It sought a mandatory injunction requiring Newham to verify the signatories to the petition and to publish a notice declaring that it had received a valid petition and to hold a referendum as requested by the petition on 6 May 2021.

Democracy Newham also sought a declaration that the petition was valid if sufficient signatures were verified and that any resolution by the council that there should be any referendum as it has proposed was void, if sufficient signatories were verified.

Mr Justice Morris said the council’s case was that the claimant's primary case was “entirely dependent on the proposition that any referendum held pursuant to the petition would have been held on 6 May 2021. The council argued that "the requirements of regulation 16 are that any such referendum would have been held on a date no later than the 6 May 2021; and indeed would have been held earlier. It would have been required to have been held prior to May 2021. Accordingly such a referendum would "otherwise have been held during the relevant period"; it is therefore a referendum mentioned in regulation 12(2) and, as a result, regulation 12(3) applied to the Petition. The petition was presented within the relevant period and thus is not valid, pursuant to regulation 9(1)(c) of the 2011 Regulations, as amended.”

In Democracy Newham Ltd, R (On the Application Of) v London Borough of Newham [2021] EWHC 150 Mr Justice Morris – for the reasons given in paragraphs 83-90 of his ruling – concluded in relation to Regulation 12 of the 2020 Regulations (in their current form) that:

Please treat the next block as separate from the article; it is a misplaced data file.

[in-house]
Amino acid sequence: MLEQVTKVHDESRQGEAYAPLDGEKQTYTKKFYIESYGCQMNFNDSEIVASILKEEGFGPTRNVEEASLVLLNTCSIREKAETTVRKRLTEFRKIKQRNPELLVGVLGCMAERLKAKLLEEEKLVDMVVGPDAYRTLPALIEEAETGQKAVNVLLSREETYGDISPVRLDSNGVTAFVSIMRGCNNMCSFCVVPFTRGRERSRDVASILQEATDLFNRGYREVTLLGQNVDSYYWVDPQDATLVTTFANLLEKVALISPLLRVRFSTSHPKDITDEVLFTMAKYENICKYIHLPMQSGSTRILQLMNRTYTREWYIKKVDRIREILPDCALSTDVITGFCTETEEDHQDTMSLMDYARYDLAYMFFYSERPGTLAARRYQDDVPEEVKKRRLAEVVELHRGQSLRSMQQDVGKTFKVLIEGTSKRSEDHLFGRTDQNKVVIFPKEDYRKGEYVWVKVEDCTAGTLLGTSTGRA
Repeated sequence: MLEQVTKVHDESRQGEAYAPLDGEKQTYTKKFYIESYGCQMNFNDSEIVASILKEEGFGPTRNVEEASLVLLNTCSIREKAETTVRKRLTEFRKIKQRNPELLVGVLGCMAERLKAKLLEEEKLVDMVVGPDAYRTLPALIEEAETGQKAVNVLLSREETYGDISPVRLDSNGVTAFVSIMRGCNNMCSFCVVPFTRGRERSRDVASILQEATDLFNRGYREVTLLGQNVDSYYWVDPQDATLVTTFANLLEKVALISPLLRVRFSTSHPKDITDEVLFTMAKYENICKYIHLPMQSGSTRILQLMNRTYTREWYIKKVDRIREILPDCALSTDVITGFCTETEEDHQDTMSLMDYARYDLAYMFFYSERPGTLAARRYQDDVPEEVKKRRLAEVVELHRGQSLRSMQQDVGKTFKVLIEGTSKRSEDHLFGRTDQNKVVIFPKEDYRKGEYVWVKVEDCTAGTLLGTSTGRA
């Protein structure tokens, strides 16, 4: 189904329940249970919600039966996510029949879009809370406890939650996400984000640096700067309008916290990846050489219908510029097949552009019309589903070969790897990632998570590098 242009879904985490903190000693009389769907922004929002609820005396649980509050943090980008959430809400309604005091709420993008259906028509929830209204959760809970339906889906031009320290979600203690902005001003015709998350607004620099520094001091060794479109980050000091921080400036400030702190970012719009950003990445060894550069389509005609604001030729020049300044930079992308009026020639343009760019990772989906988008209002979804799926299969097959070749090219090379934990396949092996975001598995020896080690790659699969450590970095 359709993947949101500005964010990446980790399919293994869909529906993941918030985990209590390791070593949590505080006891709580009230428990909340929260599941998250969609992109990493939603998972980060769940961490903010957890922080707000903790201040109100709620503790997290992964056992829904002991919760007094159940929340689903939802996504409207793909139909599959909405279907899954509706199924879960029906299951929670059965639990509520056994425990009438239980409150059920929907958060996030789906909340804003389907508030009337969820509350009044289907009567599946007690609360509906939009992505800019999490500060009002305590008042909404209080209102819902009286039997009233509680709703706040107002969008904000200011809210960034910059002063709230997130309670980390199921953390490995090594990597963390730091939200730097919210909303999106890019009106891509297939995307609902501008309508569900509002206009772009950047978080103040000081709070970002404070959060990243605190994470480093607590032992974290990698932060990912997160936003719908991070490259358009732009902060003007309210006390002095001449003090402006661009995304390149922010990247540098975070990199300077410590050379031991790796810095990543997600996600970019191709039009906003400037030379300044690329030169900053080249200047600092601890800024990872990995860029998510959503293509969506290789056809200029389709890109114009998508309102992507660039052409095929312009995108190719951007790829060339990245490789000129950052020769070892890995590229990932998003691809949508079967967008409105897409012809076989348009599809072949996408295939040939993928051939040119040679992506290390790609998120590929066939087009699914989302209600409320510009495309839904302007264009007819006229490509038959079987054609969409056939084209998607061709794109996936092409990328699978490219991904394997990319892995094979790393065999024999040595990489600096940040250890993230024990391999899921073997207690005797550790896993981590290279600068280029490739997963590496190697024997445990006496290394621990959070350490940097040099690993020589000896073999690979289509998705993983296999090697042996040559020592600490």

(1) On their true construction, the words, in regulation 12(3) of the 2020 Regulation, "In relation to a referendum mentioned in paragraph (2)" mean "in relation to a referendum in consequence of a petition under regulations made under section 9MC of the 2000 Act [The Local Government Act 2000]".

(2) Therefore, by reason of regulation 12(3)(a) of the 2020 Regulations, no petition for a referendum presented within the period beginning with the 16 March 2020 and ending with 5 May 2021 can be valid.

(3) It follows that the Petition was not valid and the Council did not err in law or act irrationally in reaching the Decision.

(4) Regulation 12(3) does not impose a second condition as alleged by the Claimant: in considering whether regulation 12(3)(a) amends regulation 9, the hypothetical question posed in regulation 12(2) did not fall for consideration by the proper officer. He did not err by failing to consider that question. For that reason, the Claimant's alternative case is unfounded.”

The judge also concluded that the Local Government and Police and Crime Commissioner (Coronavirus) (Postponement of Elections and Referendums) (England and Wales) (Amendment) (England) Regulations 2021 SI 2021/52, which substantially amend the amending provisions of regulation 12 of the 2020 regulations and thus amend the 2011 Regulations, had no effect upon his conclusion. [The 2021 Regulations are due to come into effect on 9 February]

In a statement Newham said: “The council is pleased that the High Court agreed it made the correct decision in holding that the Regulations made under the Coronavirus Act 2020 legally required the council to declare the petition submitted last September as invalid.  Everyone can now move forward with certainty and we can undertake the task of running the elections on 6th May 2021.  We encourage everyone to ensure they exercise their democratic right to vote.”

Image: Oast House Archive / Newham Dockside building, Public domain, via Wikimedia Commons